Full Sight of Her
Charting a steady encroachment of shadows over a relationship, Wright engages with the most profound subjects – love and loss, madness, grief, illness – and attends to them with a finely-wrought poetic sensibility, producing a soundscape of nervous, almost fractious energy. A play of light and shade runs throughout, with early joys tinged with doubts, moving into omens and prophecies, until fears can no longer be hidden in full daylight. Whether set against a backdrop of cheap and ruinous North-West landscapes, or domestic interiors seen through the lens of expressionist horror, Wright shows us that love and anticipated grief are inseparable, just as the shadow is from the lamp.
Nullaby explores psychodrama in the domestic space, clandestine realities of love, and fears and anxieties in a modern relationship; the reflections on which most often occur in liminal states between sleep and waking or as a result of being kept awake at night.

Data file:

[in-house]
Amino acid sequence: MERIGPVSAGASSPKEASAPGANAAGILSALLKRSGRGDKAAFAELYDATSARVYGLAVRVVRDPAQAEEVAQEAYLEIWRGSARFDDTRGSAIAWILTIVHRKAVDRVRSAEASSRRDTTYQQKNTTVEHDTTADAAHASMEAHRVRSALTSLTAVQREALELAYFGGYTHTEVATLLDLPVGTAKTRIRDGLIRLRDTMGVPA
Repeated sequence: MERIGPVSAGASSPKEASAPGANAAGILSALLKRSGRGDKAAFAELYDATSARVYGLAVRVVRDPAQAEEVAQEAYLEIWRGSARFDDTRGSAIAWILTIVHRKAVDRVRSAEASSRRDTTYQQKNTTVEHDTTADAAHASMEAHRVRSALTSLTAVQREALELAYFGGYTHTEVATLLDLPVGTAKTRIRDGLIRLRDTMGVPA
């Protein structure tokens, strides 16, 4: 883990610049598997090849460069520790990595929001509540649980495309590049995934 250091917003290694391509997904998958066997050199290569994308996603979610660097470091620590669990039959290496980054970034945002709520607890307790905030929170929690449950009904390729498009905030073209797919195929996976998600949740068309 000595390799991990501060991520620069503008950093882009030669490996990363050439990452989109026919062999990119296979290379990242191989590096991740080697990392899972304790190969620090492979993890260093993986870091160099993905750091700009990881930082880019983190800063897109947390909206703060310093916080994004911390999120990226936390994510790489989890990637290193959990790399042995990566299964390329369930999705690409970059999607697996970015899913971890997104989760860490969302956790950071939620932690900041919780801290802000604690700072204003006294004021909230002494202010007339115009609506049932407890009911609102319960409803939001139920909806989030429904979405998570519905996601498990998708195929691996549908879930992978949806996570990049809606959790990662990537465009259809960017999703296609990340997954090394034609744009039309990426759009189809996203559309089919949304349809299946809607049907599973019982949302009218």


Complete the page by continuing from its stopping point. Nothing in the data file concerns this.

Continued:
Blindness, and seeing, are inseparable in Patrick Wright’s Nullaby. Deeply personal in the way they record illness and care, the poems often emerge out of darkness: in “The Blind Photographer”, typically, he relishes the dense particularities of his speaker’s situation, even as he goes about “invoking all that’s lost in the world / as blocks of visitation on contact paper.” - John McAuliffe
The sensual, anatomised poems of Nullaby travel through interior and external landscapes, "the body’s catacombs", to track apparitions, hospital wards, the night terrors of illness. These places where "the joke begins to wear itself thin" nevertheless brim with light,colour, scent. At once loss and redemption, its song of "I" to "you" is almost unbearably intimate and always extraordinary. In this heart-aching collection Wright is "faithful all along" to lyrical form and its "limitless repertoire of love". - Gail Ashton
Published by Black Spring Press (2017):
Published by Oneiros Books (2013):